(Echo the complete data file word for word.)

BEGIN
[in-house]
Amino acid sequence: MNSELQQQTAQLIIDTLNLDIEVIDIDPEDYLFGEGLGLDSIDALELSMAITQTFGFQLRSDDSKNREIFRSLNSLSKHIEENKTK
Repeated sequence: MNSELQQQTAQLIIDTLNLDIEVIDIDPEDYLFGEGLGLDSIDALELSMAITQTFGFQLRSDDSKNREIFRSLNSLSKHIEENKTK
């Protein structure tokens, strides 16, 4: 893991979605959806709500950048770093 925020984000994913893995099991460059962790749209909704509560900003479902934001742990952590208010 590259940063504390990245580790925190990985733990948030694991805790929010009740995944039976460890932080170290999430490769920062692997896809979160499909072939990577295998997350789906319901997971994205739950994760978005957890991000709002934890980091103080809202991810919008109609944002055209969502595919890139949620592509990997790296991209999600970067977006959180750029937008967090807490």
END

[in-house]
Amino acid sequence: MNSELQQQTAQLIIDTLNLDIEVIDIDPEDYLFGEGLGLDSIDALELSMAITQTFGFQLRSDDSKNREIFRSLNSLSKHIEENKTK
Repeated sequence: MNSELQQQTAQLIIDTLNLDIEVIDIDPEDYLFGEGLGLDSIDALELSMAITQTFGFQLRSDDSKNREIFRSLNSLSKHIEENKTK
């Protein structure tokens, strides 16, 4: 893991979605959806709500950048770093 925020984000994913893995099991460059962790749209909704509560900003479902934001742990952590208010 590259940063504390990245580790925190990985733990948030694991805790929010009740995944039976460890932080170290999430490769920062692997896809979160499909072939990577295998997350789906319901997971994205739950994760978005957890991000709002934890980091103080809202991810919008109609944002055209969502595919890139949620592509990997790296991209999600970067977006959180750029937008967090807490």